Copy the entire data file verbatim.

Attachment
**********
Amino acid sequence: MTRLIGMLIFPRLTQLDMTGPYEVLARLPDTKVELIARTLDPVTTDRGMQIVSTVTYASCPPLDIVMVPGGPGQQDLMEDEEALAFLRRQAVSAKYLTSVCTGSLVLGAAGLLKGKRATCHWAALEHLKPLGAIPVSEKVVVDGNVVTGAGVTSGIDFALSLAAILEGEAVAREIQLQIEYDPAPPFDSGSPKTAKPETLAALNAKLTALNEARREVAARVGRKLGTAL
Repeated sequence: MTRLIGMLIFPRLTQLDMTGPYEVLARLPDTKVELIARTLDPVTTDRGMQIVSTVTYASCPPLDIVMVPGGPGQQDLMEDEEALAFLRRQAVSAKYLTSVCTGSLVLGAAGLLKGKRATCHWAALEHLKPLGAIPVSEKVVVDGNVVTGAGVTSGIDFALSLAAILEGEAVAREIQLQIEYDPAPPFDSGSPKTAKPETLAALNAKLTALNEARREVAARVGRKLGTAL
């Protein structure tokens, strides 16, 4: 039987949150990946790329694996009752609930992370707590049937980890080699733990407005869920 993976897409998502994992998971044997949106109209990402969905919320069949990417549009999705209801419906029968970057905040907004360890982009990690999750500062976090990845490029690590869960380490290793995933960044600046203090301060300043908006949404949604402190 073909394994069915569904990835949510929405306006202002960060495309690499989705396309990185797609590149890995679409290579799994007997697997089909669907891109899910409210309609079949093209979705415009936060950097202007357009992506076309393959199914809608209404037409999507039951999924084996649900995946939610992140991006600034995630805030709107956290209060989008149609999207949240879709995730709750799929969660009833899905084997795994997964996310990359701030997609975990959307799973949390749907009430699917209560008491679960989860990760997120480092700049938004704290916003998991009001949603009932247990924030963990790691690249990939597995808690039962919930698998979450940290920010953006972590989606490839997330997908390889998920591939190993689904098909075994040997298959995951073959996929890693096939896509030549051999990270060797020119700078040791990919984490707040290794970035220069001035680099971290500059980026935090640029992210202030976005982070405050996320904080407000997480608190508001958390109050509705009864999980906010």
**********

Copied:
Amino acid sequence: MTRLIGMLIFPRLTQLDMTGPYEVLARLPDTKVELIARTLDPVTTDRGMQIVSTVTYASCPPLDIVMVPGGPGQQDLMEDEEALAFLRRQAVSAKYLTSVCTGSLVLGAAGLLKGKRATCHWAALEHLKPLGAIPVSEKVVVDGNVVTGAGVTSGIDFALSLAAILEGEAVAREIQLQIEYDPAPPFDSGSPKTAKPETLAALNAKLTALNEARREVAARVGRKLGTAL
Repeated sequence: MTRLIGMLIFPRLTQLDMTGPYEVLARLPDTKVELIARTLDPVTTDRGMQIVSTVTYASCPPLDIVMVPGGPGQQDLMEDEEALAFLRRQAVSAKYLTSVCTGSLVLGAAGLLKGKRATCHWAALEHLKPLGAIPVSEKVVVDGNVVTGAGVTSGIDFALSLAAILEGEAVAREIQLQIEYDPAPPFDSGSPKTAKPETLAALNAKLTALNEARREVAARVGRKLGTAL
């Protein structure tokens, strides 16, 4: 039987949150990946790329694996009752609930992370707590049937980890080699733990407005869920 993976897409998502994992998971044997949106109209990402969905919320069949990417549009999705209801419906029968970057905040907004360890982009990690999750500062976090990845490029690590869960380490290793995933960044600046203090301060300043908006949404949604402190 073909394994069915569904990835949510929405306006202002960060495309690499989705396309990185797609590149890995679409290579799994007997697997089909669907891109899910409210309609079949093209979705415009936060950097202007357009992506076309393959199914809608209404037409999507039951999924084996649900995946939610992140991006600034995630805030709107956290209060989008149609999207949240879709995730709750799929969660009833899905084997795994997964996310990359701030997609975990959307799973949390749907009430699917209560008491679960989860990760997120480092700049938004704290916003998991009001949603009932247990924030963990790691690249990939597995808690039962919930698998979450940290920010953006972590989606490839997330997908390889998920591939190993689904098909075994040997298959995951073959996929890693096939896509030549051999990270060797020119700078040791990919984490707040290794970035220069001035680099971290500059980026935090640029992210202030976005982070405050996320904080407000997480608190508001958390109050509705009864999980906010």